In the last few years, lines have blurred between financial advisors and insurance agents. Many professionals consider themselves both, when they’re not. The problem is that the word “advisor” has become a broad term to refer to anyone who provides advice on a financial topic.
This can be problematic when it comes to your financial well-being. The question now is, do you know what kind of advisor you’re working with?
Why an Insurance Agent isn’t a Financial Advisor
Not all financial professionals are required to act in their client’s best interest. Brokers and insurance agents acting on the other party's behalf are not required to serve in a fiduciary manner. As they represent themselves or their company, they are only required to provide their clients with “suitable” financial products, rather than those recommended based on their individual circumstances.
What do we mean by “suitable?” In the industry, unless one is held to a fiduciary standard, a recommendation made by an insurance agent only has to be “suitable.” The problem with this is that some agents could then sell high-fee policies, even if a lower-priced option was just as suitable or available, in order to receive a higher commission.
It becomes problematic when insurance agents claim to be financial advisors when they’re actually selling preferred products and working more as a salesperson than an advisor. While a financial advisor’s goal is to take a comprehensive view of a client’s situation and then help the client work toward those goals, an insurance agent is typically more focused on determining a client’s need that their insurance product can address. Essentially, it’s fitting you into a product rather than finding a product that fits into your objectives.
Types of Advisors
It’s important to note that not all advisors are the same, either. Wall Street brokerage firms can sell proprietary products, so their advice may potentially still be biased, like an insurance agent’s.
For example, annuities and other high-fee investments that provide brokers a higher commission can still be sold into your retirement account. Additionally, while brokers must inform clients that they’re choosing to be paid commissions, if the investor neglects to read the email notification, they won’t know where their broker’s interests lie.
An advisor who serves in a fiduciary capacity goes beyond finding “suitable” strategies and products and puts a client’s needs first, providing advice and recommendations that will benefit them. Think of a fiduciary like a trustee—someone who is given and accepts the responsibility of managing assets for a someone else. This duty helps protect you from conflicts of interest.
How to Know With Whom You’re Working
It’s important to thoroughly research an advisor before choosing to work with him or her, and to understand where their loyalty lies. An advisor should be open to sharing with you their business philosophy, how they choose investments, what their process looks like, any potential conflicts of interest they face, and how they’re paid.
You may also consider speaking with them about their fiduciary commitment. Independent advisors with designations like the Accredited Investment Fiduciary® are required to uphold a fiduciary duty. This certification, which I hold, means that our firm adheres to a strict fiduciary standard of care and acts solely in the best interests of our clients. We are dedicated to providing CRNAs with the most personalized and objective advice we can give without any conflicts of interest. We are required to act with undivided loyalty to you and provide complete transparency and disclosure when it comes to our compensation or investment approach.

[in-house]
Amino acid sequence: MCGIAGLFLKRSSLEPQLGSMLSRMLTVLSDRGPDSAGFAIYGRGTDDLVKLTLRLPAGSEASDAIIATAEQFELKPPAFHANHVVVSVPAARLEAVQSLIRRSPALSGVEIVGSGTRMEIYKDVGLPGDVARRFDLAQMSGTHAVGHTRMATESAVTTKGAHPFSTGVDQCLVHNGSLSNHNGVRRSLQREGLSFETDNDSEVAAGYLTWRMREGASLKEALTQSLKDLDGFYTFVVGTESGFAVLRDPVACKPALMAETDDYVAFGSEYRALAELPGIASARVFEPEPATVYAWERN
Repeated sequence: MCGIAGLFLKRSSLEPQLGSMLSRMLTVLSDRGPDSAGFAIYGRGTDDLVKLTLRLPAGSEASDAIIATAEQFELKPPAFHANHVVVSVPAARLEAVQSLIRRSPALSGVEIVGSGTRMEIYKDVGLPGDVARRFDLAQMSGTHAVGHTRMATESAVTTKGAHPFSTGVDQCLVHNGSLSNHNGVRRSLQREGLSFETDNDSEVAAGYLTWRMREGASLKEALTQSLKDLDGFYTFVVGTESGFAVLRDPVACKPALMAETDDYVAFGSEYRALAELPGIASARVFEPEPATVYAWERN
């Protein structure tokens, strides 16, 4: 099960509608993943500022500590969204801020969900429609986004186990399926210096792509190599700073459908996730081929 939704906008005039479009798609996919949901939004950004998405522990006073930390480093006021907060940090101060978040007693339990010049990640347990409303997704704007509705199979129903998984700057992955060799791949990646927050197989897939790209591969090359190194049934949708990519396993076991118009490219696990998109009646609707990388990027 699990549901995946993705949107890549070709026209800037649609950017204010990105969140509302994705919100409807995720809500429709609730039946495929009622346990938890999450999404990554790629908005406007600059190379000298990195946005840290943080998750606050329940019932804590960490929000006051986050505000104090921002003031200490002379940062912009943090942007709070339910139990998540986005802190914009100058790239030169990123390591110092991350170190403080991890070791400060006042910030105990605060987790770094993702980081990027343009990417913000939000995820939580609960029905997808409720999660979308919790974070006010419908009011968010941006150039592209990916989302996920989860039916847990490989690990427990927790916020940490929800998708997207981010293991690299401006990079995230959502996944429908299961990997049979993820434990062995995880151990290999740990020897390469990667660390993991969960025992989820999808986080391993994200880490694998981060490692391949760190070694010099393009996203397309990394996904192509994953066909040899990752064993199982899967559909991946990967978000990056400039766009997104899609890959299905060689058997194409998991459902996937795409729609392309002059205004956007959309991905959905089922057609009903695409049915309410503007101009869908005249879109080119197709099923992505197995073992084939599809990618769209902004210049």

At CRNA Financial Planning®, we take pride in our transparency and objectivity. If you’re unsure about your current financial strategies, haven’t reevaluated your investments in several years, or are just interested in learning more about what it means to work with a financial advisor versus an insurance agent, we are happy to offer you a complimentary consultation.Call our office at 855.304.3748 or email email@example.com.
About Jeremy Stanley
Jeremy Stanley is the founder of CRNA Financial Planning® as well as CRNA Tax Associates®. He has been providing advice and guidance for Certified Registered Nurse Anesthetists (CRNA) for over two decades. As a CERTIFIED FINANCIAL PLANNER™, Jeremy has met rigorous certification and professional standards set by the CFP® Board. He is committed to adhering to the principles of integrity, objectivity, competence, fairness, confidentiality, professionalism and diligence when dealing with clients.
Jeremy is also the author of The Wealthy CRNA and A CRNA’s Life After Anesthesia. The Wealthy CRNA features insights into becoming a financially successful CRNA and how to start planning for your financial future, and has been prior approved for up to 4 Class A CE credits by the AANA. A CRNA’s Life After Anesthesia serves as your financial roadmap for a smooth emergence into retirement. It reviews recent changes in the CRNA industry along with the new rules of retirement and the final steps of legacy planning. This book has been prior approved by the AANA for up to 2 Class A CE credits.
The opinions voiced in this material are for general information only and are not intended to provide specific advice or recommendations for any individual. All performance referenced is historical and is no guarantee of future results. All indices are unmanaged and may not be invested into directly.